Best Mattresses of 2019

Haniya Rae

Consumer Reports has no financial relationship with advertisers on this site.

Consumer Reports has no financial relationship with advertisers on this site.

Buying a new mattress can be a headache because it’s difficult to separate the marketing hype from a mattress’s attributes. “There are so many mattresses out there that claim a layer of this and a layer of that, so you might think you’re getting a superior product,” says Christopher Regan, who oversees CR’s mattress tests. “Our testing separates the good mattresses from the subpar.” 

To make those distinctions, Consumer Reports gauges firmness and measures precisely how much support each mattress provides to people of different sizes, whether they sleep on their back or on their side.

How We Test Mattresses

At CR we buy and test queen-size mattresses because that’s the most widely sold size. Using lab equipment and human subjects, we evaluate how well a mattress supports the body for both back and side sleepers, how easily sleepers can shift their weight without disturbing their partner, and how well the mattress keeps its shape over time.

To mimic the typical eight- to 10-year useful life span of a mattress, we conduct a test in which a 308-pound roller is pushed over each model 30,000 times.
 

For firmness, rather than take a manufacturer’s word for it, we measure firmness precisely for each mattress we test. Using an objective industry test standard, we apply a load of up to 1,000 newtons (4.4 newtons equal a pound) to the mattress and then plot the results on a scale of 1 to 10, with 10 being the firmest.

We test mattresses from well-known brands, such as Sealy, Serta, Stearns & Foster, and Tempur-Pedic, and from relatively new players, such as Avocado, Casper, Leesa, Reverie, Tuft & Needle, and more. For our latest tests, we brought in mattresses from BedGear, Bob-O-Pedic, Brooklyn Bedding, Dreamcloud, Helix, Mainstays, Rivet, and Shifman.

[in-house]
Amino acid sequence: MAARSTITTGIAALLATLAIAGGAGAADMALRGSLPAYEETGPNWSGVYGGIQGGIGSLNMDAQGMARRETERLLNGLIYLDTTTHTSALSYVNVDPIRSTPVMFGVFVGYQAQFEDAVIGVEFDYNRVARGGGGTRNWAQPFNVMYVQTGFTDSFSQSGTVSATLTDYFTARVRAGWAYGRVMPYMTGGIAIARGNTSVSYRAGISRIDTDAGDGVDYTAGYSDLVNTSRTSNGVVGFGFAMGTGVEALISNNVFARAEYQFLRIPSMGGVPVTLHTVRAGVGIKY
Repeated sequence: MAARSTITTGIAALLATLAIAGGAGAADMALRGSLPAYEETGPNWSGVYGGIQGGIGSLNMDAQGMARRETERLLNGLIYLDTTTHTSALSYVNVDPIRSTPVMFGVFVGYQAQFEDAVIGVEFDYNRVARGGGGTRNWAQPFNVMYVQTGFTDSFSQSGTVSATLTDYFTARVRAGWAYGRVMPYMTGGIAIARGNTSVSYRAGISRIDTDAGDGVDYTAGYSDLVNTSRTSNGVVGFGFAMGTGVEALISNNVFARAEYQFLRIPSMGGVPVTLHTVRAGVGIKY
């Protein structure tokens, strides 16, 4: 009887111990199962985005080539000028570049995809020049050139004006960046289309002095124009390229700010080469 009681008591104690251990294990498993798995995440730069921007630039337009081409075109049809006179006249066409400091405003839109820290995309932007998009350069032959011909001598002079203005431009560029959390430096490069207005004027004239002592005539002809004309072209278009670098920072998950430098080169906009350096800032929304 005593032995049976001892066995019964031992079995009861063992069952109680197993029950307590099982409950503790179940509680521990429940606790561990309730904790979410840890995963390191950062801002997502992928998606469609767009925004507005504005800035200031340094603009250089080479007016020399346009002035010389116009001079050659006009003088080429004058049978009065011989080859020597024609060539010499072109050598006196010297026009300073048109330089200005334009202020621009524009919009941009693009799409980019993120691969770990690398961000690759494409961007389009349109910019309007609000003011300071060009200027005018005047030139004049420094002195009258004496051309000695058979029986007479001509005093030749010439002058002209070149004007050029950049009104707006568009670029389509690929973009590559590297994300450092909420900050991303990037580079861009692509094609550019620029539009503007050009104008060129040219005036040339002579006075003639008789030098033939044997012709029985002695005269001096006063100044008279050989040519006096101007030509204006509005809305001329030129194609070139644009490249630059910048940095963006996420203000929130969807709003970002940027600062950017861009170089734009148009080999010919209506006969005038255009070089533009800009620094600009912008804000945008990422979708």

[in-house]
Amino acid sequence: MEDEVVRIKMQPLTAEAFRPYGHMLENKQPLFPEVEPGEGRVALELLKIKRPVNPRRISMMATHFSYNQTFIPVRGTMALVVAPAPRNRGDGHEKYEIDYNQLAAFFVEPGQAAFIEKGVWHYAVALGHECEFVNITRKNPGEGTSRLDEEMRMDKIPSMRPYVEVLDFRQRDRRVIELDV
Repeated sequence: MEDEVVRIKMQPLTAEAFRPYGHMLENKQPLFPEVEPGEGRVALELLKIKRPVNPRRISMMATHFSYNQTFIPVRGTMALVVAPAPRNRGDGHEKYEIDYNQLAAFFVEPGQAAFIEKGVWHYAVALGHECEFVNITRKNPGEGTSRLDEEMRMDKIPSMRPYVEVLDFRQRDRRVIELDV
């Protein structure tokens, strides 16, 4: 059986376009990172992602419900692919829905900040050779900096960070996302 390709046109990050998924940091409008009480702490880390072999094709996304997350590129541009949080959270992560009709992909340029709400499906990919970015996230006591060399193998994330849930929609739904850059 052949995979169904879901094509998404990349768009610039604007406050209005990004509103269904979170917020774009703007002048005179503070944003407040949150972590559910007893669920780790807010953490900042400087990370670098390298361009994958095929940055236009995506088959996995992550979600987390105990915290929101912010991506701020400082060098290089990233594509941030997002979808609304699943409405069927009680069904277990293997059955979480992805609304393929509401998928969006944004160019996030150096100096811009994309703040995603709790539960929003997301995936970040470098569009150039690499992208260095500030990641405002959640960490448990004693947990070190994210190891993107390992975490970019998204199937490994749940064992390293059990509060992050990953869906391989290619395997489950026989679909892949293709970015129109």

Below, CR members can read ratings and reviews of top picks from each of the three types of mattresses we test: adjustable air, innerspring, and foam. 

Best Innerspring Mattresses

These traditional mattresses are composed of steel coils in various configurations. The most widely sold, they also tend to be the least expensive.

Best Innerspring Mattresses

These traditional mattresses are composed of steel coils in various configurations. The most widely sold, they also tend to be the least expensive. 

Best Innerspring Mattresses

These traditional mattresses are composed of steel coils in various configurations. The most widely sold, they also tend to be the least expensive. 

Best Innerspring Mattresses

These traditional mattresses are composed of steel coils in various configurations. The most widely sold, they also tend to be the least expensive. 

Best Innerspring Mattresses

These traditional mattresses are composed of steel coils in various configurations. The most widely sold, they also tend to be the least expensive.

Best Innerspring Mattresses

These traditional mattresses are composed of steel coils in various configurations. The most widely sold, they also tend to be the least expensive.

 

Best Innerspring Mattresses

These traditional mattresses are composed of steel coils in various configurations. The most widely sold, they also tend to be the least expensive.

Tips for Buying a Mattress

Tossing and turning all night? Maybe it’s time for a new mattress. On the “Consumer 101” TV show, CR expert Chris Regan shares tips on what to look for when mattress shopping.



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